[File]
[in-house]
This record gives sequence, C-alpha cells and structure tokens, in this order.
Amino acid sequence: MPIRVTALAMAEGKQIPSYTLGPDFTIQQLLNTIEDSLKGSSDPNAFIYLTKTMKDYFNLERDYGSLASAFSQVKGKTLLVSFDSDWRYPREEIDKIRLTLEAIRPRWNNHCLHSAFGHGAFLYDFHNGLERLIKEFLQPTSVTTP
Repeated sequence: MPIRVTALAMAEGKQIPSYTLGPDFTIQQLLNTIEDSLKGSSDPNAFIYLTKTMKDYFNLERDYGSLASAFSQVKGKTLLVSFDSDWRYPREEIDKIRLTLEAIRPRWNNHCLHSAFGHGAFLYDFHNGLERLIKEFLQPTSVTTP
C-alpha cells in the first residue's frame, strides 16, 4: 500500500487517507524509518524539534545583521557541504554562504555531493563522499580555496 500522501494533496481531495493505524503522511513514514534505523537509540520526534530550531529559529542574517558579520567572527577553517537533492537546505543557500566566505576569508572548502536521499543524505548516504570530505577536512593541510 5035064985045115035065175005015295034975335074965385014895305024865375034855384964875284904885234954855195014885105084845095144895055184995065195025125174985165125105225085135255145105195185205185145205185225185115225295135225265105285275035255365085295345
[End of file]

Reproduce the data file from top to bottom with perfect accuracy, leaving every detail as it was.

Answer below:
[in-house]
This record gives sequence, C-alpha cells and structure tokens, in this order.
Amino acid sequence: MPIRVTALAMAEGKQIPSYTLGPDFTIQQLLNTIEDSLKGSSDPNAFIYLTKTMKDYFNLERDYGSLASAFSQVKGKTLLVSFDSDWRYPREEIDKIRLTLEAIRPRWNNHCLHSAFGHGAFLYDFHNGLERLIKEFLQPTSVTTP
Repeated sequence: MPIRVTALAMAEGKQIPSYTLGPDFTIQQLLNTIEDSLKGSSDPNAFIYLTKTMKDYFNLERDYGSLASAFSQVKGKTLLVSFDSDWRYPREEIDKIRLTLEAIRPRWNNHCLHSAFGHGAFLYDFHNGLERLIKEFLQPTSVTTP
C-alpha cells in the first residue's frame, strides 16, 4: 500500500487517507524509518524539534545583521557541504554562504555531493563522499580555496 500522501494533496481531495493505524503522511513514514534505523537509540520526534530550531529559529542574517558579520567572527577553517537533492537546505543557500566566505576569508572548502536521499543524505548516504570530505577536512593541510 5035064985045115035065175005015295034975335074965385014895305024865375034855384964875284904885234954855195014885105084845095144895055184995065195025125174985165125105225085135255145105195185205185145205185225185115225295135225265105285275035255365085295345